The Talented Mr. Ripley
1999, R, 139 min. Directed by Anthony Minghella. Starring Matt Damon, Jude Law, Gwyneth Paltrow, Cate Blanchett, Philip Seymour Hoffman, James Rebhorn.
REVIEWED By Russell Smith, Fri., Dec. 24, 1999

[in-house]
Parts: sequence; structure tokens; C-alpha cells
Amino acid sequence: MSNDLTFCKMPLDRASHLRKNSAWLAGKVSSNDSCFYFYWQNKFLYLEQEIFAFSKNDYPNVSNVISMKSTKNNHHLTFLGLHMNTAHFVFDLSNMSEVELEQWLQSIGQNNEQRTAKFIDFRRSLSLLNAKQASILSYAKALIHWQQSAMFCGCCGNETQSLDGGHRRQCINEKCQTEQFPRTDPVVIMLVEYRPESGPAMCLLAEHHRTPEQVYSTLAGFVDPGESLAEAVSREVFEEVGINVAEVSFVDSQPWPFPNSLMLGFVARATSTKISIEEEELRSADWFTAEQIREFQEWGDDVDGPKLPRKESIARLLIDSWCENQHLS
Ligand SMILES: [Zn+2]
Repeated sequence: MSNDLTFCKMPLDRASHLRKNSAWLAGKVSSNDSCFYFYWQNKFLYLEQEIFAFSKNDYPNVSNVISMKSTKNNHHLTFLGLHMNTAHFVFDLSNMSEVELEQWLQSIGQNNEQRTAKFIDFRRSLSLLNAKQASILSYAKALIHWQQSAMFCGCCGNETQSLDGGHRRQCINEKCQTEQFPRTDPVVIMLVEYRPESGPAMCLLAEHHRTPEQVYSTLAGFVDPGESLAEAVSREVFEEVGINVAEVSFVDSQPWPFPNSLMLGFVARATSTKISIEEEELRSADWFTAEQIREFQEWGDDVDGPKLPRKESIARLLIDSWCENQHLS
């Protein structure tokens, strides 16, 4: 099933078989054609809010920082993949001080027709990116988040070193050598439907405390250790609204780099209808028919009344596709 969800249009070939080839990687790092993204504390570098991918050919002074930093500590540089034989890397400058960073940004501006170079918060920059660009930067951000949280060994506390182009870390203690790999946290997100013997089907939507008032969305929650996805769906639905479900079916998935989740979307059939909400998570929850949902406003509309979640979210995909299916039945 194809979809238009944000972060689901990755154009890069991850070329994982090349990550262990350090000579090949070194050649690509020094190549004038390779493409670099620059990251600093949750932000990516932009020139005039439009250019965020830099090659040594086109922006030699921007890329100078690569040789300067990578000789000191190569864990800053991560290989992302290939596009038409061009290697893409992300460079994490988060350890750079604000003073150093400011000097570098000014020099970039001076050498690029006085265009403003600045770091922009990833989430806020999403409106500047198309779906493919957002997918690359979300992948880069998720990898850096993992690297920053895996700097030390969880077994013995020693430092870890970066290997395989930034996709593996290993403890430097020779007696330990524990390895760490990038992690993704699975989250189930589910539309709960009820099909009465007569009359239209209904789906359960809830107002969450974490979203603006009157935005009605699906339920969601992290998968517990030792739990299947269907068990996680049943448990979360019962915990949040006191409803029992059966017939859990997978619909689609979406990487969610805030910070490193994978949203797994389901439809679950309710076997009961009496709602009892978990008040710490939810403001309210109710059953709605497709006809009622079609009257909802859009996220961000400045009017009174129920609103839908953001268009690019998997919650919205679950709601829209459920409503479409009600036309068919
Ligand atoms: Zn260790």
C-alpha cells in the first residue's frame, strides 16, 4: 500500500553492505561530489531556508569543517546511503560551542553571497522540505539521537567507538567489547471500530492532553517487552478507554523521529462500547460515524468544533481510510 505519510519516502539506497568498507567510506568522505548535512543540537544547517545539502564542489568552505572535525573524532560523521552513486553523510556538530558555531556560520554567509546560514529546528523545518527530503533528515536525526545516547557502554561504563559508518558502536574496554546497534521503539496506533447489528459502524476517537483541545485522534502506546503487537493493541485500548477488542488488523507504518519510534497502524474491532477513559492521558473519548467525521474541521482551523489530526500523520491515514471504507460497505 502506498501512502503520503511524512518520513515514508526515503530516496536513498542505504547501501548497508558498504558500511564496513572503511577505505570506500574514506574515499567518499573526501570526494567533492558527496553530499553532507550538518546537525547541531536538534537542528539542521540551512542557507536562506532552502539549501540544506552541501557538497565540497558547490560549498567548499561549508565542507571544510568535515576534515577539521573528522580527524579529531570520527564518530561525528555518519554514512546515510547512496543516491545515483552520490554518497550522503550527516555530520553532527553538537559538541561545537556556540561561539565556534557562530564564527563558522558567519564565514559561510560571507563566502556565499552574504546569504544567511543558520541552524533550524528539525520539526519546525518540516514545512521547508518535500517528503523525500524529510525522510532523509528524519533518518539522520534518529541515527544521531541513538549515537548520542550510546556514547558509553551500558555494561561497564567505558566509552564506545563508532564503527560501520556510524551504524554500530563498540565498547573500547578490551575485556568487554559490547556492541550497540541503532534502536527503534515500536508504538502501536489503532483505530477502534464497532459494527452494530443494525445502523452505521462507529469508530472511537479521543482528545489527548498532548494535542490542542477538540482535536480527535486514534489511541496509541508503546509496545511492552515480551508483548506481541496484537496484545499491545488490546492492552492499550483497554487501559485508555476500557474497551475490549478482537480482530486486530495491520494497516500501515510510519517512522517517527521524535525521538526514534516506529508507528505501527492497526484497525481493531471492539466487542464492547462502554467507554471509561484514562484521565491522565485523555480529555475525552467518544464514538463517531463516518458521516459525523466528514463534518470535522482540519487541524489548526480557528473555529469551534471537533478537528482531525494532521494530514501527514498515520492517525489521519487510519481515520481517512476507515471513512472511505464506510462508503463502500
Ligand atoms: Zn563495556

Like a pint of ice-cold Stoli dumped into the eggnog bowl, this black-hearted masterpiece arrives just in time to salvage the holiday movie season for those of you who are just about one It's a Wonderful Life away from hyperglycemic shock. Minghella (The English Patient) is the second director to adapt Patricia Highsmith's novel of the same name, but his film bears only slight resemblance to Rene Clement's equally terrific Purple Noon (1960). Blessedly, though, Minghella has matched Clement's gutsy refusal to compromise the icy precision of Highsmith's deeply pessimistic inquiries into human behavior and motivation. In the pantheon of all-time great literary sociopaths, Highsmith's Tom Ripley is a Mozart, a Da Vinci, a bloody Michael Jordan. His dastardly deeds -- including serial murder, forgery, fraud, and grand theft to name just a few -- are not only committed with the requisite absence of conscience, but are so stunningly audacious and imaginative you regularly find yourself rooting for the heartless little monster to succeed. Damon, in yet another role that uses his bland, prep-school quarterback's face as counterpoint for gradually unfolding complexities, is an inspired choice for the lead role. We first meet Ripley as a penniless piano player and washroom attendant in New York. A few quick-moving scenes later, he's conned rich shipbuilder Herbert Greenleaf (Rebhorn) into sending him to Italy on the ostensible mission of persuading his playboy son, Dickie, to return home. We quickly recognize Ripley as a ghastly parody of the classic Horatio Alger hero. He seems to have discovered at a tender age that treachery, pathological lying, and judicious use of blunt objects will move you a lot faster along the rags-to-riches highway than hard work and gumption alone. An almost pure creature of appetite, Ripley is practically salivating when he meets Dickie Greenleaf (Law) and girlfriend Marge (Paltrow) in their expats' idyll of sun, sailing, and exotic nightlife. More than any of the material particulars of Dickie's life, though, Tom desires Dickie himself. This is certainly understandable. Law is darned tough to beat in terms of Apollonian contours, languid eyes, and general air of elegant dissipation. However, Minghella's decision to bring the homoerotic subcurrents in Ripley's nature front-and-center is a clear departure from Highsmith's original vision. My major beef is that letting Ripley be significantly motivated by tenderer feelings such as romantic love humanizes him in our eyes. His appalling behavior becomes, at least in part, comprehensible, whereas in Highsmith's books the single most fascinating aspect of Ripley's character is his near-total lack of anything you or I might call a soul. In the end, though, Minghella's tinkering does prove its merits. Ripley's ability to commit these jaw-dropping atrocities is all the more chilling because we can see that, at some level, he regrets “having” to do them. Paltrow and Hoffman (as one of Dickie's loutish drinking pals) are effective in roles that basically consist of challenging Ripley's feral wit and pushing him to greater feats of villainy. Above all, however, it's Matt Damon's show. And in a performance that should put him solidly in the running for this year's Best Actor Oscar, he not only penetrates to the core of Highsmith's vision (also seen in other excellent films such as Strangers on a Train and Wim Wenders' The American Friend) but adds inspired new strokes to her monstrously beguiling creation. Just the thing to clear your Capra-glutted holiday movie palate.